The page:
Thanks for your time!

  7. Rachel D. says:

    How strange,
    I was just passing through Condon this last weekend
    and also took photos of that house, the birds fly through it and make a nice sound.
    Condon also has an Art festival next weekend that has a lot of Portland people there and a really nice opening with snacks, music, and nice people. It is a Biennial and it’s pretty great.
    Have fun roaming about!

  8. Jason says:

    Nice pics, but don’t be fooled by one person. Lonerock has never billed itself as a ghost town. Just the opposite in fact. During my childhood there, we were still convinced we were a town. It still has a city council and a mayor. With the possible exception of the late-comers you mentioned, no one out there needs or desires the patronage of ‘city folks’, suckers or otherwise. The building restoration occured mostly during my childhood, and happened largely because we were still using those buildings and they were falling down around us.
    Also, you never found Kinzua because you were on the wrong road. (Judging by your picture)
    Happy hunting next time.

  9. matt mc says:

    hey jason,
    thanks for your comment. lonerock is a beautiful place, don’t get me wrong. and as far as the ghost town thing, blame these guys: http://www.ghosttowns.com/states/or/lonerock.html
    if you know how to find Kinzua (and think it’s worth the trip) please let me know! my gazzetere seemed impossibly wrong.

  10. Jason says:

    Yeah, that site’s been around for a while. I never figured out how Lonerock could be the story of people who didn’t show up until 15 years after its founding. (For the record it was first settled by George Boone, one of Dan’l’s shirttail relatives, around 1885.)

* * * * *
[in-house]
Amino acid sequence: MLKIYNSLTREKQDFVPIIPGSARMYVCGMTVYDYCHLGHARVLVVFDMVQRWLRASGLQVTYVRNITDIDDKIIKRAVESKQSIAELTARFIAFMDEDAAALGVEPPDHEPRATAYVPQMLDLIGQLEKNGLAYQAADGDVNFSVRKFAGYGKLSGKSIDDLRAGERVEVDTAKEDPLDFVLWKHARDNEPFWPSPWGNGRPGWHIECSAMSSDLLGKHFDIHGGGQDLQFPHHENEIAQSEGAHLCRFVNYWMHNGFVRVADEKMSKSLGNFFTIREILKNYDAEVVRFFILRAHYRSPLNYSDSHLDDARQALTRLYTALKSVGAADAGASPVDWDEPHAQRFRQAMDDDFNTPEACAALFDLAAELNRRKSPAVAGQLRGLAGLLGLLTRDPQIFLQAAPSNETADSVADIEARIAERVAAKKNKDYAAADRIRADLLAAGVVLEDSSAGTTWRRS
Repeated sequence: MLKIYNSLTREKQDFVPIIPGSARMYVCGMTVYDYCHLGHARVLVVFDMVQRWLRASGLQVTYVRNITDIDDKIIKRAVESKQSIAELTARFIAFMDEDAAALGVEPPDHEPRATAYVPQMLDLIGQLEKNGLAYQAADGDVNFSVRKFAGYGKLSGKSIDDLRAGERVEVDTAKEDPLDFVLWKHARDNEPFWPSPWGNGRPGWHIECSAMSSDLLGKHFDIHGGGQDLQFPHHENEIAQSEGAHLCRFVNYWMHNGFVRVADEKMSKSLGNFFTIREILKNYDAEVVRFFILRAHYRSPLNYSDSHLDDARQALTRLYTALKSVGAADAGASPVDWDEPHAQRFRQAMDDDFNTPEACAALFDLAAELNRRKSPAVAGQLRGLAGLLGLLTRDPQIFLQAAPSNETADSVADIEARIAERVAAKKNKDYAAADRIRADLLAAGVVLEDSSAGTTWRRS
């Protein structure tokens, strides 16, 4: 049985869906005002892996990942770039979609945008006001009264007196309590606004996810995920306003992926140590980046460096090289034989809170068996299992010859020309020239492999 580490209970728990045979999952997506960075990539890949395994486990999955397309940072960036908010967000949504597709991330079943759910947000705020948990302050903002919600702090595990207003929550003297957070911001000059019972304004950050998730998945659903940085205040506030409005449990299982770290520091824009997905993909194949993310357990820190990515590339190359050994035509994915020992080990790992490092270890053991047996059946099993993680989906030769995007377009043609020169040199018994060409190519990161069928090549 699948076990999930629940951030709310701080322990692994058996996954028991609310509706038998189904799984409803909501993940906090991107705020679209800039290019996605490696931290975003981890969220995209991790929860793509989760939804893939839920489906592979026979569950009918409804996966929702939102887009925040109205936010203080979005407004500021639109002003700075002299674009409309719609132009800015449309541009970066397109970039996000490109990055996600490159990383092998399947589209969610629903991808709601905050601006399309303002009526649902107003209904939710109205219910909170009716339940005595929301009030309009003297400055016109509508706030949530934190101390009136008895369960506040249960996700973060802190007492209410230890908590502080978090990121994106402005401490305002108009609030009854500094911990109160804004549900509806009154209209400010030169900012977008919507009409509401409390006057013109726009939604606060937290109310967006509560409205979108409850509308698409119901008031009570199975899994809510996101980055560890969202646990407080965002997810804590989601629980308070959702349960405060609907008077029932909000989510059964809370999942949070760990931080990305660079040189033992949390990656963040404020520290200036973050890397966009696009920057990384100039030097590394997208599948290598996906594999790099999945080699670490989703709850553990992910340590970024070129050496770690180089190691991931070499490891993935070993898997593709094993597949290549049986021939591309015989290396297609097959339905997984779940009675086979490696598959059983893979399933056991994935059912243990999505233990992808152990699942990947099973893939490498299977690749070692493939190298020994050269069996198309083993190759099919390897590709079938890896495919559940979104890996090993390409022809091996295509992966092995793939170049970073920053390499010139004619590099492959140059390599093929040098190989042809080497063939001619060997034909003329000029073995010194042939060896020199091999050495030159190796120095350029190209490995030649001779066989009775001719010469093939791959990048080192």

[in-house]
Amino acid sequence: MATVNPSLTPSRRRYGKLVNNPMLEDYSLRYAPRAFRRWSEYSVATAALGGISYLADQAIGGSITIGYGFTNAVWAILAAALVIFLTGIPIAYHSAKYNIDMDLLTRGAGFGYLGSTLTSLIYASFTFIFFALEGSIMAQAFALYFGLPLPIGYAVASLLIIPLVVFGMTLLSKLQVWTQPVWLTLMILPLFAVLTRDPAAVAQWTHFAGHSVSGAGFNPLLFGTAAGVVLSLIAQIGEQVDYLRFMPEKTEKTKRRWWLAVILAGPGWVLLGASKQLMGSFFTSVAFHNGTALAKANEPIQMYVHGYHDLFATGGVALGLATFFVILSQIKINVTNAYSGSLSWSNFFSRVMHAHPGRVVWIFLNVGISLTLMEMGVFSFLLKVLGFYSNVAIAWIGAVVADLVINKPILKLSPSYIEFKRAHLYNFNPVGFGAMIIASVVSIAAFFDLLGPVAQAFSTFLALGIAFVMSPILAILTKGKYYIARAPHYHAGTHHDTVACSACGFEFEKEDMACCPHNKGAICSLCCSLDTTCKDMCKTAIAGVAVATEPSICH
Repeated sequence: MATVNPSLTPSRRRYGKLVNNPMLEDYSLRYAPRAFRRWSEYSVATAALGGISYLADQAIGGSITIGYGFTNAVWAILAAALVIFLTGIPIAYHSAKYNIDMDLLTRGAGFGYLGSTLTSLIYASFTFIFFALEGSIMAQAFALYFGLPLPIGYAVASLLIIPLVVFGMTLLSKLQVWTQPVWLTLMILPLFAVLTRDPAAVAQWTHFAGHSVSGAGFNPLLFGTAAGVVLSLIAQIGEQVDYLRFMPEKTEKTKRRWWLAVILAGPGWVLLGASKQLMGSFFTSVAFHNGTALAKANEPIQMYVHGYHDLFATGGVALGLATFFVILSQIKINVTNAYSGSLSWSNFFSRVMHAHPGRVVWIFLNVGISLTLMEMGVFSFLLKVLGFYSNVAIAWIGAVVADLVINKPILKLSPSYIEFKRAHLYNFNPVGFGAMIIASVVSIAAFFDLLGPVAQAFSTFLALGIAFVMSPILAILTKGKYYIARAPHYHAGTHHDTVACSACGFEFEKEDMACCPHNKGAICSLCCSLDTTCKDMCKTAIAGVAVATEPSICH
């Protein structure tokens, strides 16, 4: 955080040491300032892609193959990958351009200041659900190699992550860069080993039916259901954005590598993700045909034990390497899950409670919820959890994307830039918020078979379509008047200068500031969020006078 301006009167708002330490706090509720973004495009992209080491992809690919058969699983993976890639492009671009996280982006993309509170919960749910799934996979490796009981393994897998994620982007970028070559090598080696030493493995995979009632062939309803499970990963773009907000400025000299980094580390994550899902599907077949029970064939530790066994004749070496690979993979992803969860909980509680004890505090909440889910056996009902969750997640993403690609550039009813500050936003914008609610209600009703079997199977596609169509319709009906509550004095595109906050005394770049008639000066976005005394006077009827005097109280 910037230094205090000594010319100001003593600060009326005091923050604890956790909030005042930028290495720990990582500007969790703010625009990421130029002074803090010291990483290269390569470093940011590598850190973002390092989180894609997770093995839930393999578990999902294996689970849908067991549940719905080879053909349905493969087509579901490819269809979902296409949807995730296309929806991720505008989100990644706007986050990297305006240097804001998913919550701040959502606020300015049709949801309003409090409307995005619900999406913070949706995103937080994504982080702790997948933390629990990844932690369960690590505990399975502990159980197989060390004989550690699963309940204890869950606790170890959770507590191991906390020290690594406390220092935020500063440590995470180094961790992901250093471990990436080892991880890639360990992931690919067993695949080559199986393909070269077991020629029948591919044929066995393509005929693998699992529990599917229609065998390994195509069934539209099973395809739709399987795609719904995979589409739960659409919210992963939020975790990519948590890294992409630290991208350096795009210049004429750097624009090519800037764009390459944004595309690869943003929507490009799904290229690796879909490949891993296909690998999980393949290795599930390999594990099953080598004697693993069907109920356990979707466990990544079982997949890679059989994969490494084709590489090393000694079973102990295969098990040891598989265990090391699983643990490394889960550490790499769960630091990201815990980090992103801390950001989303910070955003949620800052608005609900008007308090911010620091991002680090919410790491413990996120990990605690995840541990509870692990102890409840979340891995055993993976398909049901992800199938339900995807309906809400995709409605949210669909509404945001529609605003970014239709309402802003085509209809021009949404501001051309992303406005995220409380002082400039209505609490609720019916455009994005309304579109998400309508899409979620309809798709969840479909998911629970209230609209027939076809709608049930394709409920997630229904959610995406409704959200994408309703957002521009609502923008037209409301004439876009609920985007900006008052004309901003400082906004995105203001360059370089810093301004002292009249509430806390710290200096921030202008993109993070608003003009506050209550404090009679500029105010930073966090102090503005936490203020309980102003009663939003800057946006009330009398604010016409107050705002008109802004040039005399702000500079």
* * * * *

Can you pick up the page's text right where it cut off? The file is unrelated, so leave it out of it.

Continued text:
As to Kinzua, you missed one turn that would have gotten you there. However, due to recent changes in land ownership, Kinzua is no longer accessible from that direction. You may still be able to get there from Fossil. (I don’t know where the locked gate is, exactly.) In any case, while it has an interesting history, Kinzua was removed in its entirety by the logging company that built it. This occurred at some point in the late 1970’s. Not a single building remains to mark the site, although it remains on most maps. When I was a kid (1980’s) we used to get a lot of ghost town buffs passing through that had gotten lost trying to find Kinzua. Probably not worth the trip just to find an empty valley.
    Happy Trails!